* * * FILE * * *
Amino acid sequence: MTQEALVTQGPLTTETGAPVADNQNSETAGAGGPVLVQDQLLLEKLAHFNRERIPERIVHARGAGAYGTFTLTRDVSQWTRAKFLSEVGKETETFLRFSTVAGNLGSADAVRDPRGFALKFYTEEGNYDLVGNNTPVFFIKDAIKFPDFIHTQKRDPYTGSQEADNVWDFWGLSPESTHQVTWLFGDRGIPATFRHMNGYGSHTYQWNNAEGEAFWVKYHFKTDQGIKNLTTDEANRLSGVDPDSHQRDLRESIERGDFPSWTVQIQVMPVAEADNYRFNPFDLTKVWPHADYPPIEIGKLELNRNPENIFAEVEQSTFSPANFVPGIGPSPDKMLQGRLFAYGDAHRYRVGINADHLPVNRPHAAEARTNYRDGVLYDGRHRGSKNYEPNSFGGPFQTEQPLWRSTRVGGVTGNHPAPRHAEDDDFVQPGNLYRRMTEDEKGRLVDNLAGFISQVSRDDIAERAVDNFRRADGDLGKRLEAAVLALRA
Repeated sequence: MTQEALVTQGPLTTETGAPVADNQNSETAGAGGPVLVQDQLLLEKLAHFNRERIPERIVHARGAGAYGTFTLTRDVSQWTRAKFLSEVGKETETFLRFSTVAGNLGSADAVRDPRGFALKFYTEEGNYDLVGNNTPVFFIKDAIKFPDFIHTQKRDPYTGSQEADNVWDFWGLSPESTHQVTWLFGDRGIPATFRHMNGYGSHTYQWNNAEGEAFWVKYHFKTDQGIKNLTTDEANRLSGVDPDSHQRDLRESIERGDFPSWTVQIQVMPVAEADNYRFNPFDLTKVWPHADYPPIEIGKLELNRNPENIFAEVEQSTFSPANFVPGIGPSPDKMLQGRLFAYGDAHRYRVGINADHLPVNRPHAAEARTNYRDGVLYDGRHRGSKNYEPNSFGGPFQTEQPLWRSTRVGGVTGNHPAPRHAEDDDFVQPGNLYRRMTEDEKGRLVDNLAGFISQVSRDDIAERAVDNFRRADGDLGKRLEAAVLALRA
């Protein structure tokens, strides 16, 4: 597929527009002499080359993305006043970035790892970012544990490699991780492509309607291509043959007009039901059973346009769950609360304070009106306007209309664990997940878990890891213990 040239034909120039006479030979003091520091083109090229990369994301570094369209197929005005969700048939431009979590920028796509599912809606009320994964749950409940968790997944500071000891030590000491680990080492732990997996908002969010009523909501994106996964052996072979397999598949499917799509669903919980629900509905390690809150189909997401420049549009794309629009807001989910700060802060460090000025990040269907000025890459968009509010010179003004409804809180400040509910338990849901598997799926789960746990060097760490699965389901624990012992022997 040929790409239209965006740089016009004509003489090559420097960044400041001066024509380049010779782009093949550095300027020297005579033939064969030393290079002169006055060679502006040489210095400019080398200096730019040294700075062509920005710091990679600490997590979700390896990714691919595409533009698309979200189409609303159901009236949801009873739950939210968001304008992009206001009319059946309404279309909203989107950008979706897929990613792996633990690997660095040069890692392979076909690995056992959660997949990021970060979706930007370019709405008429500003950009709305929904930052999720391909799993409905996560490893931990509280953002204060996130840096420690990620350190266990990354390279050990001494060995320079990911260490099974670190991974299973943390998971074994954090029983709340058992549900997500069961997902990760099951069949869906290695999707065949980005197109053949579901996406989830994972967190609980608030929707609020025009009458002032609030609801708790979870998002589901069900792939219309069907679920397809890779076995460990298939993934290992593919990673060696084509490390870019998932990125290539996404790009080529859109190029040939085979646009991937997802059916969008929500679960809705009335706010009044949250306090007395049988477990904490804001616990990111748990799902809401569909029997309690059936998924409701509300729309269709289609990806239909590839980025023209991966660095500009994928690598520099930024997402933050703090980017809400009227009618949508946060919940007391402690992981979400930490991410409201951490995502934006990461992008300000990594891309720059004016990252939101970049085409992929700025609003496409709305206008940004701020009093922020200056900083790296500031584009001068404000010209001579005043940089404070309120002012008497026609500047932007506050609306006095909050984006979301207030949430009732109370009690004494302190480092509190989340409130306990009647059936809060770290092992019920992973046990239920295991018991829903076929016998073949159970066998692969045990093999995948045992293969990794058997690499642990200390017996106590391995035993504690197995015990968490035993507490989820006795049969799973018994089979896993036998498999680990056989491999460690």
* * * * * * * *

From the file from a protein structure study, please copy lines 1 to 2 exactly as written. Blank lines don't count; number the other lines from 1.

Amino acid sequence: MTQEALVTQGPLTTETGAPVADNQNSETAGAGGPVLVQDQLLLEKLAHFNRERIPERIVHARGAGAYGTFTLTRDVSQWTRAKFLSEVGKETETFLRFSTVAGNLGSADAVRDPRGFALKFYTEEGNYDLVGNNTPVFFIKDAIKFPDFIHTQKRDPYTGSQEADNVWDFWGLSPESTHQVTWLFGDRGIPATFRHMNGYGSHTYQWNNAEGEAFWVKYHFKTDQGIKNLTTDEANRLSGVDPDSHQRDLRESIERGDFPSWTVQIQVMPVAEADNYRFNPFDLTKVWPHADYPPIEIGKLELNRNPENIFAEVEQSTFSPANFVPGIGPSPDKMLQGRLFAYGDAHRYRVGINADHLPVNRPHAAEARTNYRDGVLYDGRHRGSKNYEPNSFGGPFQTEQPLWRSTRVGGVTGNHPAPRHAEDDDFVQPGNLYRRMTEDEKGRLVDNLAGFISQVSRDDIAERAVDNFRRADGDLGKRLEAAVLALRA
Repeated sequence: MTQEALVTQGPLTTETGAPVADNQNSETAGAGGPVLVQDQLLLEKLAHFNRERIPERIVHARGAGAYGTFTLTRDVSQWTRAKFLSEVGKETETFLRFSTVAGNLGSADAVRDPRGFALKFYTEEGNYDLVGNNTPVFFIKDAIKFPDFIHTQKRDPYTGSQEADNVWDFWGLSPESTHQVTWLFGDRGIPATFRHMNGYGSHTYQWNNAEGEAFWVKYHFKTDQGIKNLTTDEANRLSGVDPDSHQRDLRESIERGDFPSWTVQIQVMPVAEADNYRFNPFDLTKVWPHADYPPIEIGKLELNRNPENIFAEVEQSTFSPANFVPGIGPSPDKMLQGRLFAYGDAHRYRVGINADHLPVNRPHAAEARTNYRDGVLYDGRHRGSKNYEPNSFGGPFQTEQPLWRSTRVGGVTGNHPAPRHAEDDDFVQPGNLYRRMTEDEKGRLVDNLAGFISQVSRDDIAERAVDNFRRADGDLGKRLEAAVLALRA